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Prof Melanie Walker
Fostering human capabilities in universities may potentially transform education, says Prof Melanie Walker.

Education is at the centre of human life, and has the potential to be a crucial support for democratic life. Prof Melanie Walker’s recent research paper strikes a balance in dealing with people, education and the implications for democracy through the lens of human capabilities theory and practice and her own research.

People and papers

In her capacity as the SARChI Chair in the Higher Education and Human Development Research Programme at the University of the Free State (UFS), Prof Walker recently published a paper titled: Defending the Need for a Foundational Epistemic Capability in Education. It appeared in the special issue of the Journal of Human Development and Capabilities in honour of renowned Nobel Laureate Amartya Sen’s 85th birthday.

Nurturing epistemic justice

Within the context of existing literature such as that of Sen’s concern with the value of education on the one hand, and public reasoning on the other, Prof Walker argues for a foundational epistemic capability to shape the formal education landscape – as well as quality in education – by fostering inclusive public reasoning (including critical thinking) in all students. It would contribute to what Sen calls the ‘protective power of democracy’ and shared democratic rights, which, he argues, are strongly missed when most needed.

“Sen’s approach asks us to build democratic practices in our university and in our society in ways which create capabilities for everyone. If our students learn public reasoning in all sorts of spaces in university, including the pedagogical, they may carry this into and back to society,” she said.

Educating for equality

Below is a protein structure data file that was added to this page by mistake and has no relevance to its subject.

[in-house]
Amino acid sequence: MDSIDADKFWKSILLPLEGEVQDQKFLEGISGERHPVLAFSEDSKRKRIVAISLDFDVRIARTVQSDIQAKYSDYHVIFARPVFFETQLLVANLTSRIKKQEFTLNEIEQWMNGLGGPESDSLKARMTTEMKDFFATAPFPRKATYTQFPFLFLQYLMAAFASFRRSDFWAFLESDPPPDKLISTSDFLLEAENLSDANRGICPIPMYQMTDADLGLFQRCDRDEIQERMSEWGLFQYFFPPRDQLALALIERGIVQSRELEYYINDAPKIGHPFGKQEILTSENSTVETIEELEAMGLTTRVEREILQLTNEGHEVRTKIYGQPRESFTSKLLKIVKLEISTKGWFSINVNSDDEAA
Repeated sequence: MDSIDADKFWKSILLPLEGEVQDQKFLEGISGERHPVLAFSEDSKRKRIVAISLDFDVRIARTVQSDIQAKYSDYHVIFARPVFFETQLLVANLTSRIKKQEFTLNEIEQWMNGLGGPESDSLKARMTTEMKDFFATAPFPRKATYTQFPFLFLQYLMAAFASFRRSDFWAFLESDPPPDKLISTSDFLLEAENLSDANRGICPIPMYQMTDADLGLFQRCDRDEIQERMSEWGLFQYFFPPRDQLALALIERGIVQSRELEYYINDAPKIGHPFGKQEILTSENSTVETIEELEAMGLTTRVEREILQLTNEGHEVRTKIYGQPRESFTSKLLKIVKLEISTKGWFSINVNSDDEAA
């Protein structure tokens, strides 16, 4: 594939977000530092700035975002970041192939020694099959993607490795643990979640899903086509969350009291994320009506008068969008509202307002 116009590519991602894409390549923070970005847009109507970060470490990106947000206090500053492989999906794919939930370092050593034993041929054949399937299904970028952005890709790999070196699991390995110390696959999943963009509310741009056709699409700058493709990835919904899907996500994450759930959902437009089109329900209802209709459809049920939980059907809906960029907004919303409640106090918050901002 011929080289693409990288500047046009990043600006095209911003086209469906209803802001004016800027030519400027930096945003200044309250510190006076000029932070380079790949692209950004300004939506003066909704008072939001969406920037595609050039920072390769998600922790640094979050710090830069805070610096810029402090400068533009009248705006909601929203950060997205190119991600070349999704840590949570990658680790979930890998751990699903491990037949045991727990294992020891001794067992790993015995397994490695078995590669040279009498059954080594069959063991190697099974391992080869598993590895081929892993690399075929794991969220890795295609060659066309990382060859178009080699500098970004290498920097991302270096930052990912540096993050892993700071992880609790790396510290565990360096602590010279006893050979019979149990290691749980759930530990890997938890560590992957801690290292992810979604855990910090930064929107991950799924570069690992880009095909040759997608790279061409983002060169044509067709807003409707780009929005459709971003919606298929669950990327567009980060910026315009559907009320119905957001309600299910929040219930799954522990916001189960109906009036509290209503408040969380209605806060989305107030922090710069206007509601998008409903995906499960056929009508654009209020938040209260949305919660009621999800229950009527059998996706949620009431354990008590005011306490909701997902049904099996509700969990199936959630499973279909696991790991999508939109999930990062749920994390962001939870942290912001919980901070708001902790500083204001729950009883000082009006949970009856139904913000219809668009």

Empowering society and fighting for justice are some of the crucial contributions made possible through fostering the epistemic capability of all students. “The capability requires that each student is recognised as both a knower and teller, a receiver and a contributor in critical meaning and knowledge, and an epistemic agent in processes of learning and critical thinking,” states Prof Walker.

In a young democracy like South Africa’s, inclusive public reasoning becomes all the more essential in order to achieve equality, uphold rights and sustain democracy as enshrined in the constitution, thereby improving people’s lives. 

News Archive

UFS salary model makes salary adjustment of 16,13% possible
2008-12-11

Staff from the University of the Free State (UFS) will receive a salary adjustment of 16,13% for 2009. This adjustment is 2,78% higher than the 13,35% that was agreed by the management and unions last month.

The UFS has received the actual state subsidy for 2009 from the Department of Education. The amount is significantly higher than previously calculated as a result of a once-off inflationary adjustment that was made.

“The good news is that, as a result of the application of our Multi-Year, Income-Related Remuneration Improvement Model, this increased subsidy can be passed on to staff members in full,” said Mr Lourens Geyer, Director of Human Resources at the UFS.

“We are grateful that we can pass on this favourable salary adjustment to UFS staff members. This adjustment makes our remuneration packages more competitive with those of other universities, and also facilitates the retention of skilled personnel. We have experienced an exceptionally challenging and difficult 2008. For this reason, we are grateful that we are able to compensate staff members for their hard work and loyal support in a special way by granting this excellent salary adjustment,” said Prof. Teuns Verschoor, Acting Rector of the UFS.

The implementation date for the salary adjustment is 1 January 2009. The adjustment will be calculated on the total remuneration package.
 

Media Release
Issued by: Lacea Loader
                Assistant Director: Media Liaison
                Tel: 051 401 2584 
                Cell: 083 645 2454 
                E-mail: loaderl.stg@ufs.ac.za

11 December 2008

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